But the real issue is simply this. What is the requirement to go to heaven? In Roman Catholicism, it is believed that God gives people grace, and especially through the sacraments, they receive grace, and when they have enough grace, they are able then to go to heaven if they cooperate with God and allow that grace to grow in their hearts. The problem with that particular point of view, Dennis, is that no one can have real assurance of salvation, because after all, nobody knows whether or not he or she has enough grace. And of course, because we always fail, our contribution to salvation is very flawed. What Luther discovered, and what we believe the Bible clearly teaches, is that salvation of necessity is a free gift, and it is given to those who believe in Jesus Christ alone. And the reason that we can have assurance of salvation is simply because of the fact that salvation doesn't rest with us, it rests totally and completely on what Jesus Christ did. His death was sufficient, his death and resurrection paid our debt, and therefore our faith is in him. We bring nothing to the table except our great need. We come to receive. And of course, because we receive the righteousness of Jesus Christ, what we receive is a free gift. It has to be free, because it's the kind of righteousness of which you and I have none. We can't contribute to God's righteousness to make it better, we can't subtract from it, and it is that righteousness that we need to be acquitted and justified before God.
That was basically the message of the Reformation, and so in answer to your question as to who's right and who's wrong, I do believe that Luther's proclamation of justification by faith alone is consistent out of the biblical teaching and grows out of the text of the New Testament. Now you go on to ask another question, is Roman Catholicism a cult? Normally when we think of a cult, we think of those who have a wrong view of Jesus. We think of those groups that do not believe in the divinity of Jesus. Well, Roman Catholicism does believe that Jesus was God in the flesh. They also believe that the Bible is the word of God, though they also accept tradition. So in answer to your question, I would simply say it depends on how you define the meaning of the word cult. We believe that Roman Catholicism has a correct view of Christ and even looked at, from one point of view, a correct view of the Scriptures, at least historically. But on the matter of salvation, there is great divergence.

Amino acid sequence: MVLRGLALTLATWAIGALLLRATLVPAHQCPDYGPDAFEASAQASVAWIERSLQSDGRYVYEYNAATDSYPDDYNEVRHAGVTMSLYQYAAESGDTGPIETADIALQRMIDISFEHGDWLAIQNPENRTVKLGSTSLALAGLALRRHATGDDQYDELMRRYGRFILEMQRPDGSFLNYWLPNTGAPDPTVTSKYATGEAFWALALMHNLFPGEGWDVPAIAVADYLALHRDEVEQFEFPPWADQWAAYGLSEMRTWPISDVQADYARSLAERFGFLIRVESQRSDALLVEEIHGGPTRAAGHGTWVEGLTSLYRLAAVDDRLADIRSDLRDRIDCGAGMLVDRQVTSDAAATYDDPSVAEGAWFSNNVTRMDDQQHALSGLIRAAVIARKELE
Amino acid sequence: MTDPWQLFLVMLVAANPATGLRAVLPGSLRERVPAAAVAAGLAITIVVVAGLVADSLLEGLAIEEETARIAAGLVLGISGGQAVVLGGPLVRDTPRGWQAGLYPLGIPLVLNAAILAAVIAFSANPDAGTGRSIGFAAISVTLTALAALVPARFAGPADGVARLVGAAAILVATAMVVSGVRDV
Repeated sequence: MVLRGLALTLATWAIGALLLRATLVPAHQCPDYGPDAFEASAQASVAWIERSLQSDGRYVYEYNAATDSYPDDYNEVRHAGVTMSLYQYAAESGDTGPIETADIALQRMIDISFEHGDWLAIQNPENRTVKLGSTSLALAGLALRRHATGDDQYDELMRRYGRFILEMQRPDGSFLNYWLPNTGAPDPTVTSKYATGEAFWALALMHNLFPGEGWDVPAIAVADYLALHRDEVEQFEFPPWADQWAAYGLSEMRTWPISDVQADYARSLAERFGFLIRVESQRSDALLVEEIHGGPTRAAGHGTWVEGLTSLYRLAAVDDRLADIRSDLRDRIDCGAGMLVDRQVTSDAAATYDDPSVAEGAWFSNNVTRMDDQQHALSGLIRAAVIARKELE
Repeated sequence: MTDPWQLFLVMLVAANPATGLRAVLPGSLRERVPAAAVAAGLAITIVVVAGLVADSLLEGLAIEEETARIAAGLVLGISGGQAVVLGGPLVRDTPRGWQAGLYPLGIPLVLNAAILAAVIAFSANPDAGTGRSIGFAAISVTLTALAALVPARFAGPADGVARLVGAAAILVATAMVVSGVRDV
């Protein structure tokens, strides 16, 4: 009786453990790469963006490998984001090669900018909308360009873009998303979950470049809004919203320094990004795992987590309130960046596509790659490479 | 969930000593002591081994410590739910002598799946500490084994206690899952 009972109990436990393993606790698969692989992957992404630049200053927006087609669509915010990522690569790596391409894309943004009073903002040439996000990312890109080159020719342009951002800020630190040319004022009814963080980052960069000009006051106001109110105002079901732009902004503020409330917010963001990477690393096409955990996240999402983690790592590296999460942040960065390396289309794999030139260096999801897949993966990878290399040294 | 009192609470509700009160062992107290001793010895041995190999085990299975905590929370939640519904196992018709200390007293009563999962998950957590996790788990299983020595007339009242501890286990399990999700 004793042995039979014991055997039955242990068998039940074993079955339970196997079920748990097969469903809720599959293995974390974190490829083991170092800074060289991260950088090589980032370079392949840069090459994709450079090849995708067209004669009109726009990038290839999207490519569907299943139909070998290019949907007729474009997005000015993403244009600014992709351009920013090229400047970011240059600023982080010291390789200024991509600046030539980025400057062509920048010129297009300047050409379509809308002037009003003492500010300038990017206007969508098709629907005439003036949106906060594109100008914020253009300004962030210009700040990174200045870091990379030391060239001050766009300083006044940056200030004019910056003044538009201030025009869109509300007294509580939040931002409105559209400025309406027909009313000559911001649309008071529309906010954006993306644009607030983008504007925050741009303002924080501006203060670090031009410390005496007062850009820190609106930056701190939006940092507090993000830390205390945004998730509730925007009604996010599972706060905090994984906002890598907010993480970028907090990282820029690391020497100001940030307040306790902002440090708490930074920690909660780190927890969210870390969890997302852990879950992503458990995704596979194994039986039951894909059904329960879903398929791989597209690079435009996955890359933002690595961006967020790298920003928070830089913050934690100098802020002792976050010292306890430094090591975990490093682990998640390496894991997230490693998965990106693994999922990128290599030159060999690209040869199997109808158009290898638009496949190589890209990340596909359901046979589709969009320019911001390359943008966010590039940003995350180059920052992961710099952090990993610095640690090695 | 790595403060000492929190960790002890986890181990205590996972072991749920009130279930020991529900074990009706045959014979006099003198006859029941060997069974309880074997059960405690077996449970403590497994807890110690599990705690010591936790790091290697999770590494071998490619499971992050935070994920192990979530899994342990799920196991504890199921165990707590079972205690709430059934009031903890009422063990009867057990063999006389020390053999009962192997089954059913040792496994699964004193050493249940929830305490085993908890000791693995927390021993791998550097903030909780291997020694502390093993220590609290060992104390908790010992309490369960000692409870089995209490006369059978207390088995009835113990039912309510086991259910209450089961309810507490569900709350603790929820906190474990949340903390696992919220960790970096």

So it depends, Dennis, on how you define that word. I'll leave that to you, except to say that the matter of salvation is incredibly important. God's best, and I hope you continue to listen. Thank you, Dennis, and thank you, Dr. Lutzer. If you'd like to hear your question answered, go to our website at rtwoffer.com and click on Ask Pastor Lutzer. Or call us at 1-888-218-9337.
That's 1-888-218-9337. You can write to us at Running to Win, 1635 North LaSalle Boulevard, Chicago, Illinois, 60614. Running to Win is all about helping you understand God's roadmap for your race of life. Someone has said, the Church is wonderful. It's the people in the Church that I can't stand. When disagreements and personal agendas rise to the surface, frictions can occur. Next time on Running to Win, we expose a not-so-secret secret. Christians don't always get along. Don't miss a message on what to do when personalities collide. For Dr. Erwin Lutzer, this is Dave McAllister. Running to Win is sponsored by the Moody Church.